By Ebi Kesiena
The World Bank said on Thursday that its Board has approved a $1 billion loan to help South Africa reform its energy sector, as the country tries to overcome regular power cuts that have curbed economic growth.
In a statement, the bank noted that it wants to support the country’s reforms to split struggling power firm Eskom and to transition to a low carbon economy.
World Bank’s Director for South Africa, Marie Francoise Marie-Nelly, had told the media last month that the loan was under discussion and could come soon.
In the statement, Marie-Nelly said reforms the government had launched would benefit the people of South Africa – particularly the most vulnerable households – the economy, the environment, and advance the energy transition.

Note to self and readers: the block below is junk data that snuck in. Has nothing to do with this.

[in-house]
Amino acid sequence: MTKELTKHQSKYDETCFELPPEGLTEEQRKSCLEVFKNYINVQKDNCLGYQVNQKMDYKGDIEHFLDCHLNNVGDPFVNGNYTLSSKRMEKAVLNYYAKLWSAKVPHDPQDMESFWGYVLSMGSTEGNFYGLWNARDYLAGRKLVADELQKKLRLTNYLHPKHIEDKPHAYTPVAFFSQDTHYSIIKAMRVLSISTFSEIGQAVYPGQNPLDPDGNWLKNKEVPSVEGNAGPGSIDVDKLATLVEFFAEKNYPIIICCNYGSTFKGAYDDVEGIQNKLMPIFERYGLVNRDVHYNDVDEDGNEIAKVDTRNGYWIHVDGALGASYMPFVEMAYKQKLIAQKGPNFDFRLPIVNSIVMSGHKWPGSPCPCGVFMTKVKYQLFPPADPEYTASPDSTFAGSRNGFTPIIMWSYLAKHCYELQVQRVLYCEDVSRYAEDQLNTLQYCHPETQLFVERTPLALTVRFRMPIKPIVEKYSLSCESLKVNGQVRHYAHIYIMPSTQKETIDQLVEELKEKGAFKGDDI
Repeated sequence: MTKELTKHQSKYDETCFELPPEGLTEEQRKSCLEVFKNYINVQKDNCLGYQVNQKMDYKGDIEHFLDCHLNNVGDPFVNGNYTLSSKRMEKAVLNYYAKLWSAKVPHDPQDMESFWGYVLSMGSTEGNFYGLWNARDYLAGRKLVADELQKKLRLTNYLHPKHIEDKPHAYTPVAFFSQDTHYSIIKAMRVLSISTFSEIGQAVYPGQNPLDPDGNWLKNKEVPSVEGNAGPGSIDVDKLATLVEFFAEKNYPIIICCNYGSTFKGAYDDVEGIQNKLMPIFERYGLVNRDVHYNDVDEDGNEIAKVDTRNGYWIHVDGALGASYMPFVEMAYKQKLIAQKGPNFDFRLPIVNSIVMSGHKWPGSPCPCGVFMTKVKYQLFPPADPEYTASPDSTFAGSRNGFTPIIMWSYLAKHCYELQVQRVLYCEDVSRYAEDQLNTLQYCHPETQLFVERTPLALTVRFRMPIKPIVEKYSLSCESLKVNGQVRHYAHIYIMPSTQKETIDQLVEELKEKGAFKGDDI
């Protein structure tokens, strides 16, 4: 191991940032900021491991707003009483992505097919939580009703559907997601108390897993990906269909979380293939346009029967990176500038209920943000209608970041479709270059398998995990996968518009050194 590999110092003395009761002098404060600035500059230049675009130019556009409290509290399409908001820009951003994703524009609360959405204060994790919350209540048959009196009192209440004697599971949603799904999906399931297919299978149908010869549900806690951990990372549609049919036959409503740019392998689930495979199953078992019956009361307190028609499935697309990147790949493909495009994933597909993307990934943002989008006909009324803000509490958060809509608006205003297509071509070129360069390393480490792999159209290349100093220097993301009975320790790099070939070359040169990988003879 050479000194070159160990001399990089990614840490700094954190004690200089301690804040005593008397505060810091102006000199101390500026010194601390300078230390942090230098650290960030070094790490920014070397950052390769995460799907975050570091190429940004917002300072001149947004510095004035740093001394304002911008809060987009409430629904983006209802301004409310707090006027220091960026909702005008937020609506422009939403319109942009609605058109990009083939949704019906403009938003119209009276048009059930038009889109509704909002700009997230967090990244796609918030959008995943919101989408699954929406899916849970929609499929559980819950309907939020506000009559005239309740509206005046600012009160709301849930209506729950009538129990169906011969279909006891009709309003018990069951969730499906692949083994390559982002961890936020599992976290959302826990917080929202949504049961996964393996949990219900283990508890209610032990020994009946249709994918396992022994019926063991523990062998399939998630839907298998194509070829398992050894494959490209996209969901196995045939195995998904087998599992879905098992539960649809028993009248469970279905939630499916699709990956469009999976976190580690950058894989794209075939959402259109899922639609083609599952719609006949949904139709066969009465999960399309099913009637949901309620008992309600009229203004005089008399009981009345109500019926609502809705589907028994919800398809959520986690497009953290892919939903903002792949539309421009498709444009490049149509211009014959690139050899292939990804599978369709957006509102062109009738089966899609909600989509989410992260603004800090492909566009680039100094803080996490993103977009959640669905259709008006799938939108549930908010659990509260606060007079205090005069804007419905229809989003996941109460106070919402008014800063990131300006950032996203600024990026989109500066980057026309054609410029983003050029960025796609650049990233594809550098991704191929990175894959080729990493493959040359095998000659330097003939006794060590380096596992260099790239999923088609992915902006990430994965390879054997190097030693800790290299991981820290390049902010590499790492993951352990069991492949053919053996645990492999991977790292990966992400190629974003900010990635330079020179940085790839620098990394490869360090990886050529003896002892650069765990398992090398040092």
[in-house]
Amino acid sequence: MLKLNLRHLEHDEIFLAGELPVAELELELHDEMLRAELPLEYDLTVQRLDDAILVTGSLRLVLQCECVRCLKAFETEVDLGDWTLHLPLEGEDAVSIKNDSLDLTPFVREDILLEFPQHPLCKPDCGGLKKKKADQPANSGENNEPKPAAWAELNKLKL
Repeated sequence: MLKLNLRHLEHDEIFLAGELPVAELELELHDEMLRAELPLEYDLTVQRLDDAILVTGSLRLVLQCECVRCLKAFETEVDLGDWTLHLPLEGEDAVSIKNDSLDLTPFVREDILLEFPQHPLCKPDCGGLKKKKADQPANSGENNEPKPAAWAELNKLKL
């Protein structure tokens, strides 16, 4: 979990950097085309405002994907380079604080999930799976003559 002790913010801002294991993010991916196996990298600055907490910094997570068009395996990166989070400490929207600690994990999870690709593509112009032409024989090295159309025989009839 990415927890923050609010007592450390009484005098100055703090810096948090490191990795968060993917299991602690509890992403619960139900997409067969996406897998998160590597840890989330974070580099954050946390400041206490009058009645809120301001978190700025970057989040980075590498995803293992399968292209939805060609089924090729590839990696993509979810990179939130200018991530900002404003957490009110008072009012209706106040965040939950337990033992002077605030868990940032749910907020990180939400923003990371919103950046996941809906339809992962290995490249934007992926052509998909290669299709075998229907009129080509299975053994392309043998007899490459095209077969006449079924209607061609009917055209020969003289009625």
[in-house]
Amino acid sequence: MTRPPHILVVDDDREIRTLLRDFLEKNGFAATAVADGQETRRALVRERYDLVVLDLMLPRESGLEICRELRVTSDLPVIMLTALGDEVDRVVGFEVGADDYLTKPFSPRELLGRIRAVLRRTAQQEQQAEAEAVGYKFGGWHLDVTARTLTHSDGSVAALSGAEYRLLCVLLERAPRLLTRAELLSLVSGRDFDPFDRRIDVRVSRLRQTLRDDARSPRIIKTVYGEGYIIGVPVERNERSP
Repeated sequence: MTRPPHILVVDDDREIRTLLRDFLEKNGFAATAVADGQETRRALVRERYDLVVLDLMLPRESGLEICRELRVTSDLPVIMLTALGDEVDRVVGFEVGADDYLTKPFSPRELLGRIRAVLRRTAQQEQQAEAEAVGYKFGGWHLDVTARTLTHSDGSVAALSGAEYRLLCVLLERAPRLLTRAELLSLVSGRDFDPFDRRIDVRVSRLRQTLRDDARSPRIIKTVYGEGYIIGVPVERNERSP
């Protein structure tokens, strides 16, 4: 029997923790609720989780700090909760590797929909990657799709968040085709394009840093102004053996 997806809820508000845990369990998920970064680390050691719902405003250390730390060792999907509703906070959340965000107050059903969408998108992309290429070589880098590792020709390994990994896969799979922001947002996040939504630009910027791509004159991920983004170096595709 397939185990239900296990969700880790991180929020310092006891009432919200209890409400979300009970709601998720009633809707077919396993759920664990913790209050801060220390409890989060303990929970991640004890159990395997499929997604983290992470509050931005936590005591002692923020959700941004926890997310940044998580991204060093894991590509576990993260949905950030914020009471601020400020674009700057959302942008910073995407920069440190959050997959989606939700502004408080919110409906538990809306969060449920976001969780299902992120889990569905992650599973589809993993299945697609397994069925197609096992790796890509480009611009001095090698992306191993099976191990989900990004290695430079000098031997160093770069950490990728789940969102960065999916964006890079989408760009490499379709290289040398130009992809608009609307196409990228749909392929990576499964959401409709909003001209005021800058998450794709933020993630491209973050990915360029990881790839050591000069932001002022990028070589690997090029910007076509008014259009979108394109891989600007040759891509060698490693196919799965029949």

Eskom’s coal-fired power stations routinely break down, leading to outages of up to 10 hours a day.
According to a September analysis by Reuters, several plants violated government emissions regulations early this year.
Using its Development Policy Loan, the World Bank said it would reduce the use of coal for power generation and, therefore, reduce water and air pollution.
However, South Africa’s government has pledged to split Eskom into three subsidiaries transmission, generation and distribution. In February, it agreed to take on 254 billion rand ($13.3 billion) of Eskom’s debt, more than half its total debt, which was at risk of default.
As the country battles to improve its power sector, the world bank loan will go a long way to stabilize the sector.